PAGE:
We all desire excellence. Food. Clothing. Art. Literature. Education. Our athletes and technology and science and medicine compete in order to appease our chorus of cries for excellence.

Culturally billions of dollars and millions of words have been written to define, describe, encourage, advance, and instruct excellence. The goal is to reach the individual who cares. The individual who would reach within herself and pull up and out that little piece of uniqueness, that over and beyond exertion, that beyond commitment commitment, and shine just a little brighter than her peers. That is what it means to excel. Right?

Until this week, I thought that for us who are Christian women, excellence could be defined by this above described individual effort coupled with a recognition that we are daughters girded by the strength of Christ: I can do all things through Christ who strengthens me.

This week, I read a wonderful little book entitled Resurrecting Excellence by L. Gregory Jones and Kevin R. Armstrong and was reminded that while excellence includes personal work effort, dedication, commitment , and use of our gifts and talents, true excellence cannot be contained in singular performance. The highest purpose of excellence is loving others and loving others involves giving, community, reaching outside self:

But earnestly excel with the higher gifts. And I will show you a still more excellent way. If I speak in the tongues of men and of angels, but have not love, I am a noisy gong or a clanging cymbal. And if I have prophetic powers, and understand all mysteries and all knowledge, and if I have all faith, so as to remove mountains, but have not love, I am nothing. If I give away all I have, and if I deliver up my body to be burned, but have not love, I gain nothing (1 Corinthians 12:31-13:3).

The greatest example of love, is Christ. He lay His life down for others to be reconciled into peace with God. He didn’t just give His life to save others for a future life in heaven, as wonderful as that is. Jesus saved us so that we might excel(live the gospel) on earth. He saved us to excel in our homes, our workplaces, our relationships. With His gift of life came the capacity to move outside ourselves and excel through love. For the Christian who reads the Bible, Jesus’ formula for excelling is found in Philippians:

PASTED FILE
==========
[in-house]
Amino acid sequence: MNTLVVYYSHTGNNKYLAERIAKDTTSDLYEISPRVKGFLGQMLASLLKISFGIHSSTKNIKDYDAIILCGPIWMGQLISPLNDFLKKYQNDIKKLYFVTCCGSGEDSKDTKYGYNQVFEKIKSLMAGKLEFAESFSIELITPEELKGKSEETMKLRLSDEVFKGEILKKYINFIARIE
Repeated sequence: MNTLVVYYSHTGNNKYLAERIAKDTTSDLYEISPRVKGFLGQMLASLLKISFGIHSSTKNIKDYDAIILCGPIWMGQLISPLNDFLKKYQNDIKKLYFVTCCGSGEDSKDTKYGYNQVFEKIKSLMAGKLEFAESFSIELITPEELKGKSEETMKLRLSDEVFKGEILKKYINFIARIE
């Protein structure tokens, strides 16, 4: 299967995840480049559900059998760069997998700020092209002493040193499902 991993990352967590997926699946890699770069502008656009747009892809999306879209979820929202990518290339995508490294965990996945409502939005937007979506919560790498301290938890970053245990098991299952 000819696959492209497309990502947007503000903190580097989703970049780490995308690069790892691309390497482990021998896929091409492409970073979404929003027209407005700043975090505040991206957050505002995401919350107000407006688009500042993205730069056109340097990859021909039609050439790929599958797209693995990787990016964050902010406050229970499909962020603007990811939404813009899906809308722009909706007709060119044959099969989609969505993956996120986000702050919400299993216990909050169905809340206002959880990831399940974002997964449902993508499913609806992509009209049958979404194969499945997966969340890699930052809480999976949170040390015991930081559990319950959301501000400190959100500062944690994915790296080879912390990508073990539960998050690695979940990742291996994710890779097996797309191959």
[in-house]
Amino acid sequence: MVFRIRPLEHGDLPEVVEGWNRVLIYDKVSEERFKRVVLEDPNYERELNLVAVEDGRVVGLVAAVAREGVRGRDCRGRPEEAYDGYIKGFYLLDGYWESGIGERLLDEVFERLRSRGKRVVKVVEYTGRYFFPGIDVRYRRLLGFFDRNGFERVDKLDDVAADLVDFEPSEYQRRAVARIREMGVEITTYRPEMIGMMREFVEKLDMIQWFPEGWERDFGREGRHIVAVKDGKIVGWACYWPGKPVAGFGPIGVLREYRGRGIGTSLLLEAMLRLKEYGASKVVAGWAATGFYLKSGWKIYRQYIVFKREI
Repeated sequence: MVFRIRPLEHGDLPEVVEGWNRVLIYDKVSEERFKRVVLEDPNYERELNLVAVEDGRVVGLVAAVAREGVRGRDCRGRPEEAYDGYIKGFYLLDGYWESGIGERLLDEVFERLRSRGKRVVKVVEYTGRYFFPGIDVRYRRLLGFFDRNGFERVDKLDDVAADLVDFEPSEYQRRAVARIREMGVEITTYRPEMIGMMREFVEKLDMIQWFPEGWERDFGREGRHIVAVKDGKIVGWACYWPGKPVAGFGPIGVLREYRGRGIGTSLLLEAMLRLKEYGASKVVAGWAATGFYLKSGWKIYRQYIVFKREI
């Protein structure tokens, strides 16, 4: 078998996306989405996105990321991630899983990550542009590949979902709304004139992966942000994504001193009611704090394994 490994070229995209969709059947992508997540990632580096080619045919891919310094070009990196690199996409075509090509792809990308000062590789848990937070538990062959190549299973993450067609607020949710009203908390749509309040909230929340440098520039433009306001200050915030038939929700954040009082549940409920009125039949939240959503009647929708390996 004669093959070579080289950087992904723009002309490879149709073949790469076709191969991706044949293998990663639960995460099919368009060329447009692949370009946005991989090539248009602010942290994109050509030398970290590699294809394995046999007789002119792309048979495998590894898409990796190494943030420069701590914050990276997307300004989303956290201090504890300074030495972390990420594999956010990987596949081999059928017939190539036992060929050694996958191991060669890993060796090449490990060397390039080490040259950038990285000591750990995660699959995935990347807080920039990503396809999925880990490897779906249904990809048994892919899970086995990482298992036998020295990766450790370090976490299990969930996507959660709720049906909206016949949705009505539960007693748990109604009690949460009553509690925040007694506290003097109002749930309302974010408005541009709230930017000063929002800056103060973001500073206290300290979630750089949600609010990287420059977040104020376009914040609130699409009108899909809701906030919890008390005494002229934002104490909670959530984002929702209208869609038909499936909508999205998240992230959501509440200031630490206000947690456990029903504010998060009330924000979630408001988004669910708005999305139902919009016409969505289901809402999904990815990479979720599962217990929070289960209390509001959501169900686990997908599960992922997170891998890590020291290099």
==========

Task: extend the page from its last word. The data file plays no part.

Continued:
Have this mind in you, which was also in Christ Jesus: who, existing in the form of God, counted not the being on an equality with God a thing to be grasped, but emptied himself, taking the form of a servant, being made in the likeness of men; and being found in fashion as a man, he humbled himself, becoming obedient even unto death, yea, the death of the cross. (Philippians 2:5-7).

How does it all fit together? Excellence? The Mind of Christ? Loving Others? Emptying Oneself? Many, many books by scholars much more brilliant than I have been written to answer these questions, but I offer these simple thoughts:

  1. As you seek to excel, be sure that you are motivated to help others at least as much as you are motivated to be your personal best. As you train your mind and body or work your way through the ranks of your career, keep ever before you ways that your life is serving others through the work and hobbies you employ and enjoy. Choose work and hobbies that serve others.
  2. As you lead, be an ongoing servant: daily serve by smiling, opening doors, offering advice, giving credit to others for their work, offering genuine compliments; financially serve by donating to worthy and charitable causes; culturally serve by volunteering on boards and committees and foundations who can use your gifts and talents.
  3. Find ways to serve anonymously.
  4. Serve/give without judging or controlling. Drop coins into a homeless cup without worrying about how they will spend the money.
  5. Offer your extra food and clothing to the needy instead of selling them on EBay or Craig’s list.
  6. Take an elderly friend to lunch. Babysit for a frazzled couple to give them a night out.
  7. Say please, thank you, and other words of kindness.
  8. Take care of yourself so that you are able to focus on serving. Rest. Eat right. Laugh. Cry. Grieve. Celebrate.
  9. Be sure to be involved in a local church and serve the Body of Christ and your community with them.

“At the end of life we will not be judged by how many diplomas we have received, how much money we have made, how many great things we have done. We will be judged by ‘I was hungry and you gave me to eat, I was naked and you clothed me, I was homeless and you took me in.’ Hungry not only for bread — but hungry for love. Naked not only for clothing — but naked for human dignity and respect. Homeless not only for want of a room of bricks — but homeless because of rejection.” ~ Mother Teresa

I will not die but live, and proclaim what God has done. Ps 118:17.